Do Bees Self Medicate on Plant Medicine?

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This week in the @naturalmedicine contest, we have a very cool and unique contest. We’re invited to write about 1 to 3 plants, namely Basil, Elecampane and Plantain. Wow, how fun! Check it out!

I have had some thoughts running through my mind as I learn climate change statistics surrounding insects. It’s grim and we need to do something quickly lest populations of insects continue to decline in rapid numbers. I wrote more about some of these side effects yesterday in Unbelievable Stats about Climate Change.

Yet what I want to focus on today, especially concerning the variety of Basil I’ve chosen to write about, Holy Basil, is the effects that adaptogenic (more on this term soon) plants have on insect immunity.

What’s an Adaptogen?

Adaptogens are becoming widely known and more often used every day, which is fantastic news for humanity.

Adaptogens are stress‐response modifiers that increase an organism’s nonspecific resistance to stress by increasing its ability to adapt and survive. 

Understanding adaptogenic activity: specificity of the pharmacological action of adaptogens and other phytochemicals

It is frequently said that adaptogens help bring the body’s systems into balance and each day more research is coming out about these amazing plants. Our herb of focus today, Holy Basil, is a supreme adaptogen – one of the best!

Holy Basil

It is well documented that Holy Basil, Ocimum tenuiflorum, is beneficial for the human organism. It’s one of my favorite plants and we grow her every year (well she comes back reseeding with vigor!) each year. We’ve written previously about here, here, and here. And we also sell a tincture of Holy Basil through @homesteader’s coop in our shop.

Our love for her really is incomparable, which is name she often goes by- the incomparable one!

If you’re interested in learning a more in depth profile that is scientifically comprehensive and contains historical lore, I suggest reading this article, Tulsi Queen of Herbs.

Yet, my interest today goes beyond the human realm, where the amazing immune supportive and boosting, holistic system adapting effects of Holy Basil are well documented.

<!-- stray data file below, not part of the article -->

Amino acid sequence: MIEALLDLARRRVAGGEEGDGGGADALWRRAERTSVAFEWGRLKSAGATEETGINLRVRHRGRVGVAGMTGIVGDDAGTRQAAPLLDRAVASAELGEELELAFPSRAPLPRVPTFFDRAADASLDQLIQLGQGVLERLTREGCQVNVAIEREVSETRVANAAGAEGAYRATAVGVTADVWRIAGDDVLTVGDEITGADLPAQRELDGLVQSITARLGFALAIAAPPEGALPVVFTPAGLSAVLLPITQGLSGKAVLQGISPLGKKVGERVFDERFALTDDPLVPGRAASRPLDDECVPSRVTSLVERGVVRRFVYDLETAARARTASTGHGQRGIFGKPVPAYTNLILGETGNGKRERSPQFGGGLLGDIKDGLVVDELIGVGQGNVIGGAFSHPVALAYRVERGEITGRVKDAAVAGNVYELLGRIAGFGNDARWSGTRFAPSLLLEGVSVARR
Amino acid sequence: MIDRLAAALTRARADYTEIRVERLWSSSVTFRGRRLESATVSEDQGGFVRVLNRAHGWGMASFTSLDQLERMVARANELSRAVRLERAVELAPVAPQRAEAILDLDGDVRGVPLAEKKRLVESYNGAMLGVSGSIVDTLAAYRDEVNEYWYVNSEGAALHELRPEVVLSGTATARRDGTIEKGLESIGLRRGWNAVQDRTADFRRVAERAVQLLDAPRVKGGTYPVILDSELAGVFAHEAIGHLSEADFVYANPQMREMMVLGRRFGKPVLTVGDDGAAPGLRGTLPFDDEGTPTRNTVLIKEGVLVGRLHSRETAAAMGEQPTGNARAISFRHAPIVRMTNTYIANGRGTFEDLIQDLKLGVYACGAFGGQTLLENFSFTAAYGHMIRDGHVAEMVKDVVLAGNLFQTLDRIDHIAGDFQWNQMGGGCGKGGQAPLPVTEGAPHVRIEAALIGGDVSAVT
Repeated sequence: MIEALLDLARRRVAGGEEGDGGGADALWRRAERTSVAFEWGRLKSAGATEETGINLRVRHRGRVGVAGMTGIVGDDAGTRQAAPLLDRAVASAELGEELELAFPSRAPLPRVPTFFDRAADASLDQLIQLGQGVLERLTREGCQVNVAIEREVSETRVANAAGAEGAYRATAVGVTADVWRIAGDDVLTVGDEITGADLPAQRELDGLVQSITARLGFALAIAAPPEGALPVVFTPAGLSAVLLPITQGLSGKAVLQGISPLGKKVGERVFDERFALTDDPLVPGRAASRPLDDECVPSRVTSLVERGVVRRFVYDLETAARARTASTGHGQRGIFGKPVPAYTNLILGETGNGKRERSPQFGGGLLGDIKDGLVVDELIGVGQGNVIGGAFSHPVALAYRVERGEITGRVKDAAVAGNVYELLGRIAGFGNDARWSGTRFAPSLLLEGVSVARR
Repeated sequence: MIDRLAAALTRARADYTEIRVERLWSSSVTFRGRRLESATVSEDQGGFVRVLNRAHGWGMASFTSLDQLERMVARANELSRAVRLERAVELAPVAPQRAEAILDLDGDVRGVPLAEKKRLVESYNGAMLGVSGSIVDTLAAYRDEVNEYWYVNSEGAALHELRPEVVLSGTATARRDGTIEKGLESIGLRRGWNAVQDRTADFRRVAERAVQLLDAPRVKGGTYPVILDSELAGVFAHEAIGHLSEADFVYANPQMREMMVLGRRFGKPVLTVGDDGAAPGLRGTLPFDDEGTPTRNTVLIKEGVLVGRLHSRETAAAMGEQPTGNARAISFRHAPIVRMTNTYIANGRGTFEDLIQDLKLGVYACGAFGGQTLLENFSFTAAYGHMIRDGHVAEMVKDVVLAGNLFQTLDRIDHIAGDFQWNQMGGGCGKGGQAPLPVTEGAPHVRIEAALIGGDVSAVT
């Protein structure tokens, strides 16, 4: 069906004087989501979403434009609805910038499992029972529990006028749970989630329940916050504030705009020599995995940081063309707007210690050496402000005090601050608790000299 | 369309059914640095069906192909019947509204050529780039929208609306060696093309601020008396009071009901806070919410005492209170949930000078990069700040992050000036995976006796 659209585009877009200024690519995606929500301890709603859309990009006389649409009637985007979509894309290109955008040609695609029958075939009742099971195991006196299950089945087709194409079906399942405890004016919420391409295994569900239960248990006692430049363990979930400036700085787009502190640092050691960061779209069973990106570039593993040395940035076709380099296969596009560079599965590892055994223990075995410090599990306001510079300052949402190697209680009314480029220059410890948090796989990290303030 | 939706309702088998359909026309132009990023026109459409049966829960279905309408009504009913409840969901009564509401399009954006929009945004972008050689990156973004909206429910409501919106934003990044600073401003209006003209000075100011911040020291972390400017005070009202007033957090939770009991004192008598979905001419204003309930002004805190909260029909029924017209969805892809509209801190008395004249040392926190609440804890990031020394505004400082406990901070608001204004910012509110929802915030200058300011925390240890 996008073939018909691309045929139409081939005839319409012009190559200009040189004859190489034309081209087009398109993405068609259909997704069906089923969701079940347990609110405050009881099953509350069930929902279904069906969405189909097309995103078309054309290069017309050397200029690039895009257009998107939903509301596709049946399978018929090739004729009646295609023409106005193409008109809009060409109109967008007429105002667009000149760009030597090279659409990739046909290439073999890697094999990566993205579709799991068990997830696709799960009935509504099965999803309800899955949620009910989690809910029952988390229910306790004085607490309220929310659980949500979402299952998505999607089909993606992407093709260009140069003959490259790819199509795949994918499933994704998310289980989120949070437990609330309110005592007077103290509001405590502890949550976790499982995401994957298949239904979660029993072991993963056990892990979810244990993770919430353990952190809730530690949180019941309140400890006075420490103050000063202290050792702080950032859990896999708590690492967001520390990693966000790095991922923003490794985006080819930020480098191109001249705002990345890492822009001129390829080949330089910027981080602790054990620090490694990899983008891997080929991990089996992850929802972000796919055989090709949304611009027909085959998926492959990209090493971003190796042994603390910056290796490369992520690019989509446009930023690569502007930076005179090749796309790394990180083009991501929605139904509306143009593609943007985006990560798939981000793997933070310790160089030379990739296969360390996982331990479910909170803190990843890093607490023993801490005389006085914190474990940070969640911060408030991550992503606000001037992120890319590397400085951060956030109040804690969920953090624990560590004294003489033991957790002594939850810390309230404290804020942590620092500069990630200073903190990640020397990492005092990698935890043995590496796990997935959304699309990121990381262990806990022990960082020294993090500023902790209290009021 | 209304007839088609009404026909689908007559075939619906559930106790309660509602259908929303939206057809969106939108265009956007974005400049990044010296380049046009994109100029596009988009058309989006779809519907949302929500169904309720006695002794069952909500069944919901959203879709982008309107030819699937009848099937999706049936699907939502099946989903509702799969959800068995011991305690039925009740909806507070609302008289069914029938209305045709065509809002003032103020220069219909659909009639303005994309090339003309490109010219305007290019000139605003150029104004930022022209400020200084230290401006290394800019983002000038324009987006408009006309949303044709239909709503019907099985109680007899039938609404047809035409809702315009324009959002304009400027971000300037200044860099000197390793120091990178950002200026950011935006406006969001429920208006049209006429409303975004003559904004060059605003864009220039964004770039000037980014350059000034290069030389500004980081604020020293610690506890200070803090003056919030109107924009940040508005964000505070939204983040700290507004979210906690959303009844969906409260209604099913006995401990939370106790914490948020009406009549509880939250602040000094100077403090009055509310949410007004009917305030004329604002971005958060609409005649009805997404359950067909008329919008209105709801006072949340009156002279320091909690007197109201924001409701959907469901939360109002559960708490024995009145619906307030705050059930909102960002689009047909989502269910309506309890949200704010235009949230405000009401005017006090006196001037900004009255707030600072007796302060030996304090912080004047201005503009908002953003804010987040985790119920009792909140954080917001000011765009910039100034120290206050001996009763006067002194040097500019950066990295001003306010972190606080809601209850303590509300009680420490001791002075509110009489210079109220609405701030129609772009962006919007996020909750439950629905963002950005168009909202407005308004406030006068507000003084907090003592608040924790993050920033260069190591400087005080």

Today I want to learn some new things about insects and their relationships with plants and if through growing adaptogenic, medicinal and immune-boosting plants in my garden, I can help strengthen the immune systems & disease resistance of our insect neighbors.

The Research

I have been researching for an hour so far and the first article I’ve found referencing any organism benefitting from adaptogens is this article: Plant adaptogens increase lifespan and stress resistance in C. elegans.

The adaptogens studied in this article are Siberian Ginseng and Rhodiola and C. elegans is a common nematode found in compost and garden soils. The researchers did find that the adaptogens elongated the lifespan of the nematode. The researchers concluded:

Based on these observations, it is suggested that adaptogens are experienced as mild stressors at the lifespan-enhancing concentrations and thereby induce increased stress resistance and a longer lifespan.

(source)

Let’s see what we can find surrounding insects’ immunity related to adaptogens, if anything.

Plants do affect immunity of insects

The first research paper I found referencing insect health relating to the plant they were eating is this study, Host plant variation plastically impacts different traits of the immune system of a phytophagous insect.

Basically they took a species of moth larvae and fed it different types of grapes and charted their immune responses. This paragraph stood out to me.

Antibiotic chemicals in host plants may indirectly provide protection against microbial pathogens to herbivorous insects, which could then maintain higher levels of immune defence against a range of other pathogens.

While I mainly saw an enormous amount of bees, flies and other flying insects on the pollen of the Holy Basil – rarely does our Holy Basil have any pest issues on the leaves, this is hopeful news that the constituents in the host plants have the ability to change the immunomodulation of the insects they’re in relation with.

I think in order to have any direction in my research, I’m going to have to focus in on a specific insect relationship and thinking of Manuka honey, which is well known for its incredible potency due to the Manuka flowers the bees feast on, I’m inspired to focus on bees, their honey and nectar.

This honey is a superfood sought out by humans and it is well known that their pollen, nectar, propolis and royal jelly are beneficial for humans, but what about the health of the bees that are the “intermediaries” so to say?

My line of thinking started to head this way as I saw soooo many honeybees on our Tulsi plants flying around with bright reddish orange Tulsi pollen collected on their legs! We know honey and propolis are amazing for human health, but is this benefitting the bees?

Honeybees world round are facing a lot of diseases and threats from Colony Collapse Disorder and pest issues. Out of 5 healthy wild swarms that we caught last year, only 1 is still with us (2 absconded and the rest died for unknown reasons – most likely because of hive beetles and weak colonies.)